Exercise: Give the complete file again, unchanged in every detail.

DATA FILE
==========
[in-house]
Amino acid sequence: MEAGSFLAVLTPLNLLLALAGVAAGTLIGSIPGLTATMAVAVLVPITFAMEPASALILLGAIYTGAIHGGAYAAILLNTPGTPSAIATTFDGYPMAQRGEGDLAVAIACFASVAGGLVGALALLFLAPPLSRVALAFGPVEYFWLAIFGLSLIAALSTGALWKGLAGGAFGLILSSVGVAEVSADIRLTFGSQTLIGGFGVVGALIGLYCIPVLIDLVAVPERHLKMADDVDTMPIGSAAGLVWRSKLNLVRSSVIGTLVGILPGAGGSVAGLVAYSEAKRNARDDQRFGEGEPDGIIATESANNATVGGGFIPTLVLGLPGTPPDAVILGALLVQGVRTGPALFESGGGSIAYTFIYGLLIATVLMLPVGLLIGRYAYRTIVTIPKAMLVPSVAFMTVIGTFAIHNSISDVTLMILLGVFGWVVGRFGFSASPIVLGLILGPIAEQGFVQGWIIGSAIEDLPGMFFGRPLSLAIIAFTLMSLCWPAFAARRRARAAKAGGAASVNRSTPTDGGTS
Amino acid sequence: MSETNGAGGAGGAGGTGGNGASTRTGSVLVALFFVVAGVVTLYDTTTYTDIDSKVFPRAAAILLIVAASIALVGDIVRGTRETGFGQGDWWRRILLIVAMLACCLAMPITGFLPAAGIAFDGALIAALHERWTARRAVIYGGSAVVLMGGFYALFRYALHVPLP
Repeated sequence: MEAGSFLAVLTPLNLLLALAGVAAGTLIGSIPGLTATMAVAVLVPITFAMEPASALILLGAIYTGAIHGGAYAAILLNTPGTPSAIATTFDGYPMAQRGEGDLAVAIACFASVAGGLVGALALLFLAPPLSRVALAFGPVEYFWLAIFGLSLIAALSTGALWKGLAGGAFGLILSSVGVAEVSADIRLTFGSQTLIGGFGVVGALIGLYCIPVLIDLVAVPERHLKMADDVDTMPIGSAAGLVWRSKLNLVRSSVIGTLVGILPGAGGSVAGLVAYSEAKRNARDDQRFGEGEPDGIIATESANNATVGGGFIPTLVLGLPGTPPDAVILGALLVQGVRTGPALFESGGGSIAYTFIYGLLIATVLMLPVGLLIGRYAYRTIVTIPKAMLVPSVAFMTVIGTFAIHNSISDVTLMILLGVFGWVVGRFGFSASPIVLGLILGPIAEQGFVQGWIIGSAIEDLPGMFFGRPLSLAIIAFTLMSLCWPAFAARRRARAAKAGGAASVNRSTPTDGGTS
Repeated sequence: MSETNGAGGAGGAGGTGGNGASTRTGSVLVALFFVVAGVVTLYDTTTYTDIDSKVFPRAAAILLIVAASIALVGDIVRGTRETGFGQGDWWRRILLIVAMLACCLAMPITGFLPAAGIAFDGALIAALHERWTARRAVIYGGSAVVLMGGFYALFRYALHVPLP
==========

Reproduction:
[in-house]
Amino acid sequence: MEAGSFLAVLTPLNLLLALAGVAAGTLIGSIPGLTATMAVAVLVPITFAMEPASALILLGAIYTGAIHGGAYAAILLNTPGTPSAIATTFDGYPMAQRGEGDLAVAIACFASVAGGLVGALALLFLAPPLSRVALAFGPVEYFWLAIFGLSLIAALSTGALWKGLAGGAFGLILSSVGVAEVSADIRLTFGSQTLIGGFGVVGALIGLYCIPVLIDLVAVPERHLKMADDVDTMPIGSAAGLVWRSKLNLVRSSVIGTLVGILPGAGGSVAGLVAYSEAKRNARDDQRFGEGEPDGIIATESANNATVGGGFIPTLVLGLPGTPPDAVILGALLVQGVRTGPALFESGGGSIAYTFIYGLLIATVLMLPVGLLIGRYAYRTIVTIPKAMLVPSVAFMTVIGTFAIHNSISDVTLMILLGVFGWVVGRFGFSASPIVLGLILGPIAEQGFVQGWIIGSAIEDLPGMFFGRPLSLAIIAFTLMSLCWPAFAARRRARAAKAGGAASVNRSTPTDGGTS
Amino acid sequence: MSETNGAGGAGGAGGTGGNGASTRTGSVLVALFFVVAGVVTLYDTTTYTDIDSKVFPRAAAILLIVAASIALVGDIVRGTRETGFGQGDWWRRILLIVAMLACCLAMPITGFLPAAGIAFDGALIAALHERWTARRAVIYGGSAVVLMGGFYALFRYALHVPLP
Repeated sequence: MEAGSFLAVLTPLNLLLALAGVAAGTLIGSIPGLTATMAVAVLVPITFAMEPASALILLGAIYTGAIHGGAYAAILLNTPGTPSAIATTFDGYPMAQRGEGDLAVAIACFASVAGGLVGALALLFLAPPLSRVALAFGPVEYFWLAIFGLSLIAALSTGALWKGLAGGAFGLILSSVGVAEVSADIRLTFGSQTLIGGFGVVGALIGLYCIPVLIDLVAVPERHLKMADDVDTMPIGSAAGLVWRSKLNLVRSSVIGTLVGILPGAGGSVAGLVAYSEAKRNARDDQRFGEGEPDGIIATESANNATVGGGFIPTLVLGLPGTPPDAVILGALLVQGVRTGPALFESGGGSIAYTFIYGLLIATVLMLPVGLLIGRYAYRTIVTIPKAMLVPSVAFMTVIGTFAIHNSISDVTLMILLGVFGWVVGRFGFSASPIVLGLILGPIAEQGFVQGWIIGSAIEDLPGMFFGRPLSLAIIAFTLMSLCWPAFAARRRARAAKAGGAASVNRSTPTDGGTS
Repeated sequence: MSETNGAGGAGGAGGTGGNGASTRTGSVLVALFFVVAGVVTLYDTTTYTDIDSKVFPRAAAILLIVAASIALVGDIVRGTRETGFGQGDWWRRILLIVAMLACCLAMPITGFLPAAGIAFDGALIAALHERWTARRAVIYGGSAVVLMGGFYALFRYALHVPLP